BAGRAM AIR FIELD, Afghanistan - U.S. airmen and local Afghan elders gathered around a broken water well in the heart of a small village outside of Bagram Air Field, Afghanistan. Together they traded ideas on how to fix the pump and bring the fresh groundwater back to the village.
Members of the 777th Expeditionary Prime BEEF Squadron took on the task of fixing the multiple well pumps with the help of the 755th Expeditionary Security Forces Squadron “Reapers” for security and as an operational lead.
The airmen traveled by foot in small groups over dirt roads and had to carry all their tools and equipment along with their weapons.
As they traveled through the villages to meet with the local elders, swarms of kids flanked their sides. These kids knew the airmen were here to help fix the well and some even pointed to the broken well and said the Arabic word for water, “ma”.
Any site work must be first coordinated with the local village elders, mullah and each well has a caretaker.
Years of constant war severely destroyed the physical infrastructure for delivering water, both for drinking and irrigation purposes. Moreover, droughts in the recent years have worsened the already fragile availability of safe drinking water and water for agricultural purposes.
Most of the local villages’ water well problems can be solved with a simple repair, cleaning or redevelopment.
“The primary failure was the rubber O-ring on the plunger,” said Maj. Wayne Sanaghan, 777th EPBS officer in charge, after fixing one pump. “Once the seal is broken, the suction is lost and water can’t be pulled up the main riser.”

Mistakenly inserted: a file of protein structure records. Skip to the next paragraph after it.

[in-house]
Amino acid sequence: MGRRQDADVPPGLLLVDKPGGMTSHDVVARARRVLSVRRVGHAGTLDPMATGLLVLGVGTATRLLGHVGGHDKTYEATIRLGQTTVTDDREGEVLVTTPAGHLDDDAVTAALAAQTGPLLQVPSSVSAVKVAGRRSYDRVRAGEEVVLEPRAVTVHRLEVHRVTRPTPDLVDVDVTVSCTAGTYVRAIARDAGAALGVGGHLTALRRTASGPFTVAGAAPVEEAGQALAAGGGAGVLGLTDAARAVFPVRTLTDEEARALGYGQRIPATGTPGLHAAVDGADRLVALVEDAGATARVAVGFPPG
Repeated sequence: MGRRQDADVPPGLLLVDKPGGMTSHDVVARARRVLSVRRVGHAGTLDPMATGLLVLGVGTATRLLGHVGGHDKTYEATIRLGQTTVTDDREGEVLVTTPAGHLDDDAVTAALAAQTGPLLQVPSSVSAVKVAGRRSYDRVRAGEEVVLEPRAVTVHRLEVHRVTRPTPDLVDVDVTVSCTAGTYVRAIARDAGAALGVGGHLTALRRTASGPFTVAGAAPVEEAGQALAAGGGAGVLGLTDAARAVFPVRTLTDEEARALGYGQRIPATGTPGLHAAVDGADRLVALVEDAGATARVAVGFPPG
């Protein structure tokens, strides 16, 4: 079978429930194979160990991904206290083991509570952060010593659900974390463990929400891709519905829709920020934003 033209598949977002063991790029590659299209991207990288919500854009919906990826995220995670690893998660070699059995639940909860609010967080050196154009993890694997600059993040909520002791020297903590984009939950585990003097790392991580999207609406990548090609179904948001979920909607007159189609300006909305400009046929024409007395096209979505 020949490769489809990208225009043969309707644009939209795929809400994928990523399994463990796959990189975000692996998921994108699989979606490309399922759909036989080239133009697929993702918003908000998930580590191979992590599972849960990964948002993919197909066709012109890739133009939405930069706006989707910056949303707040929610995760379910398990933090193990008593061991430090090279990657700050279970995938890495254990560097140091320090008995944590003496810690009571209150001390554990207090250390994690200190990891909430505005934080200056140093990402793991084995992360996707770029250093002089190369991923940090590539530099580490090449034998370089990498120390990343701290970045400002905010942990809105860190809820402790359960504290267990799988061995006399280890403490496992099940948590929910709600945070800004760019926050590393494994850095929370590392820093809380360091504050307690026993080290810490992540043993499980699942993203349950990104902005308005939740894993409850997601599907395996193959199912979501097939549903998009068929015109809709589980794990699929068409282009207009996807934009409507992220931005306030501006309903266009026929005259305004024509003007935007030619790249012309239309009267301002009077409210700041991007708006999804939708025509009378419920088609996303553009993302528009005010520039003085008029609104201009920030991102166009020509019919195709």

A plunger replacement, which is relatively inexpensive by our standards, could cost a small fortune for some of the local residents in these villages.
It was not only the airmen working on the water well. The local well caretakers stepped in and showed how they had kept other decade-old wells running.
After more than two hours of joint U.S. and Afghan effort, the payoff was clearly visible. While the water flowed from the well, villagers came running from their homes with buckets as the team stood back with smiles on their faces.
“Fixing the well brought on feelings of joy and satisfaction, knowing what it meant for the people who relied on that water source,” said Senior Master Sgt. James Segebarth, 455th ESFG superintendent.
One village elder told the airmen that his family had to walk miles to the nearest village to use their working water wells.
“The pinnacle moment for me was when the water started flowing and I looked around to see both Air Force and Afghans working together and celebrating the success brought about by teamwork,” said Segebarth.
As the village kids flocked to the pump, mostly to play with the running water, a little Afghan girl gave a thumbs up to the departing airmen to signify a job well done.